Senate to vote on renewal of Iran Sanctions Act: Republican leader
The US Senate will vote this week on legislation to renew sanctions on Iran for 10 years, Majority Leader Mitch McConnell said.
"Preserving these sanctions is critical given Iran's disturbing pattern of aggression and its persistent efforts to expand its sphere of influence across the Middle East," McConnell said on Tuesday.
The House of Representatives voted 419 to 1 last month to reauthorize the Iran Sanctions Act (ISA), which was first introduced in 1996 to punish investments in Iran's energy industry based on accusations that Tehran was pursuing non-civilian objectives in its nuclear energy program.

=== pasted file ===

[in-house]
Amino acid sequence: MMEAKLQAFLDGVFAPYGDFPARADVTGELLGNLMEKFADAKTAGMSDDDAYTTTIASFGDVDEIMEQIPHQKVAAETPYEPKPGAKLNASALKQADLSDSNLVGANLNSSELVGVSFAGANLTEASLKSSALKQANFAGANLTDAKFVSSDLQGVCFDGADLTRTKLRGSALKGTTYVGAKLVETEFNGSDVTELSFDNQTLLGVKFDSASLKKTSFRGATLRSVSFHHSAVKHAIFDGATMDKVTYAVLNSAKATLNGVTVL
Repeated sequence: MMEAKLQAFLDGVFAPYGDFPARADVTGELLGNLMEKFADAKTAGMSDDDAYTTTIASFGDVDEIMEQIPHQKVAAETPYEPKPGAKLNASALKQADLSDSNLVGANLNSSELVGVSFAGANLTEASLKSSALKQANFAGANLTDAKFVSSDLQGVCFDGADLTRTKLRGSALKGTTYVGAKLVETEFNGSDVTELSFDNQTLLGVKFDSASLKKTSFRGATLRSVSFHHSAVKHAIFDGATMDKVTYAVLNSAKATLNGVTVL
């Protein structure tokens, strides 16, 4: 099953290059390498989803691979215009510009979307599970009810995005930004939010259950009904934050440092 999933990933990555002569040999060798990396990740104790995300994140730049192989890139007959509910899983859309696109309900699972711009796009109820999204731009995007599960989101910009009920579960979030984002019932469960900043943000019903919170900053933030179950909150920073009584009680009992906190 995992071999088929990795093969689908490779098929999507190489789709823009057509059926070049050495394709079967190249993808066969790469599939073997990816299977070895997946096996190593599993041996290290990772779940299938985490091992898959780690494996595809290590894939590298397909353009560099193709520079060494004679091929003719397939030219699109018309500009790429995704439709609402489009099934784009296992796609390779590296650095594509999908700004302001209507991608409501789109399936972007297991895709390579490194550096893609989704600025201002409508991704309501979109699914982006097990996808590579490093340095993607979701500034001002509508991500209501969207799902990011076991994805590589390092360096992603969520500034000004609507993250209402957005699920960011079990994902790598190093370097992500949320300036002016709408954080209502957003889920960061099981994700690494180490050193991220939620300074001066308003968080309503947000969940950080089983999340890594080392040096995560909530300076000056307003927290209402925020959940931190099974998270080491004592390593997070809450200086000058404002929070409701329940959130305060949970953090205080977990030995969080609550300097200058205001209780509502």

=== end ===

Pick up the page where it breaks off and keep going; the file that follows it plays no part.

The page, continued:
If the House bill is passed in the Senate as expected, it would be sent to the White House, where President Barack Obama is expected to sign it into law. The act is set to expire at the end of 2016.
Iran and the five permanent members of the UN Security Council -- the United States, Britain, Russia, China, France as well as Germany – reached a landmark nuclear agreement last year, under which Tehran agreed to limit some aspects of its nuclear program in exchange for removal of all sanctions.
The two sides began implementing the deal, dubbed the Joint Comprehensive Plan of Action (JCPOA), on January 16.
However, members of Congress said they wanted the ISA to be extended for another decade to send a strong signal that any US president would have the ability to “snap back” sanctions on Iran.